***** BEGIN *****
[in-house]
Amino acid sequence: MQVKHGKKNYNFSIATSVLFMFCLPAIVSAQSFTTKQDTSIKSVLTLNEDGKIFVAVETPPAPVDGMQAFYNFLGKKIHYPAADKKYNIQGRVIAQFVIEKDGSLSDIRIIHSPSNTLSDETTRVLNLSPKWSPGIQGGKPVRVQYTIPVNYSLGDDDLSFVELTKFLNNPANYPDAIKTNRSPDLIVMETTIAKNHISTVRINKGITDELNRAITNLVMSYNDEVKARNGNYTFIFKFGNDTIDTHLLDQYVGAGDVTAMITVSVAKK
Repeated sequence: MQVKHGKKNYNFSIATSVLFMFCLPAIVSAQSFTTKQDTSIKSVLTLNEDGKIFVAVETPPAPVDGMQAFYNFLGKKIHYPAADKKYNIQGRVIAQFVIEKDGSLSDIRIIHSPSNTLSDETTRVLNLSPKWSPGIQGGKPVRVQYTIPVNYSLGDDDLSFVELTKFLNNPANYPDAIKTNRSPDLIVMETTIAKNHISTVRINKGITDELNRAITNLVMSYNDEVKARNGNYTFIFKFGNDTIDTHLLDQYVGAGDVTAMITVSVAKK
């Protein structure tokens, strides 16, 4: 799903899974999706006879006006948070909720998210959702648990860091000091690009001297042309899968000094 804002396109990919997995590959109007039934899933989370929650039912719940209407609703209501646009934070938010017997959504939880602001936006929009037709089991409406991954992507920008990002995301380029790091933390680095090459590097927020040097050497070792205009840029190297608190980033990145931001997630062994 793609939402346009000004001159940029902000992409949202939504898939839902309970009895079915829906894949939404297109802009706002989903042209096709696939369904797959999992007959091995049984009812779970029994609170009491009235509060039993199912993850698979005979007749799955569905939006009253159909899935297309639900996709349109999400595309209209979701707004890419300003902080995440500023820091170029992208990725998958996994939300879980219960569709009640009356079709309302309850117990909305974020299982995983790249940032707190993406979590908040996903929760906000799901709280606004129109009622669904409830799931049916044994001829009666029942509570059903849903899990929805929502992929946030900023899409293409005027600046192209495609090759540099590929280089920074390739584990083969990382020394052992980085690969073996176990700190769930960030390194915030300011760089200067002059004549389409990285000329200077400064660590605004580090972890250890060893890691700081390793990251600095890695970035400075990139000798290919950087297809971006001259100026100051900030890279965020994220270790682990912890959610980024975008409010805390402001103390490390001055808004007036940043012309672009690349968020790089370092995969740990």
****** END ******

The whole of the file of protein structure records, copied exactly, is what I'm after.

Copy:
[in-house]
Amino acid sequence: MQVKHGKKNYNFSIATSVLFMFCLPAIVSAQSFTTKQDTSIKSVLTLNEDGKIFVAVETPPAPVDGMQAFYNFLGKKIHYPAADKKYNIQGRVIAQFVIEKDGSLSDIRIIHSPSNTLSDETTRVLNLSPKWSPGIQGGKPVRVQYTIPVNYSLGDDDLSFVELTKFLNNPANYPDAIKTNRSPDLIVMETTIAKNHISTVRINKGITDELNRAITNLVMSYNDEVKARNGNYTFIFKFGNDTIDTHLLDQYVGAGDVTAMITVSVAKK
Repeated sequence: MQVKHGKKNYNFSIATSVLFMFCLPAIVSAQSFTTKQDTSIKSVLTLNEDGKIFVAVETPPAPVDGMQAFYNFLGKKIHYPAADKKYNIQGRVIAQFVIEKDGSLSDIRIIHSPSNTLSDETTRVLNLSPKWSPGIQGGKPVRVQYTIPVNYSLGDDDLSFVELTKFLNNPANYPDAIKTNRSPDLIVMETTIAKNHISTVRINKGITDELNRAITNLVMSYNDEVKARNGNYTFIFKFGNDTIDTHLLDQYVGAGDVTAMITVSVAKK
């Protein structure tokens, strides 16, 4: 799903899974999706006879006006948070909720998210959702648990860091000091690009001297042309899968000094 804002396109990919997995590959109007039934899933989370929650039912719940209407609703209501646009934070938010017997959504939880602001936006929009037709089991409406991954992507920008990002995301380029790091933390680095090459590097927020040097050497070792205009840029190297608190980033990145931001997630062994 793609939402346009000004001159940029902000992409949202939504898939839902309970009895079915829906894949939404297109802009706002989903042209096709696939369904797959999992007959091995049984009812779970029994609170009491009235509060039993199912993850698979005979007749799955569905939006009253159909899935297309639900996709349109999400595309209209979701707004890419300003902080995440500023820091170029992208990725998958996994939300879980219960569709009640009356079709309302309850117990909305974020299982995983790249940032707190993406979590908040996903929760906000799901709280606004129109009622669904409830799931049916044994001829009666029942509570059903849903899990929805929502992929946030900023899409293409005027600046192209495609090759540099590929280089920074390739584990083969990382020394052992980085690969073996176990700190769930960030390194915030300011760089200067002059004549389409990285000329200077400064660590605004580090972890250890060893890691700081390793990251600095890695970035400075990139000798290919950087297809971006001259100026100051900030890279965020994220270790682990912890959610980024975008409010805390402001103390490390001055808004007036940043012309672009690349968020790089370092995969740990």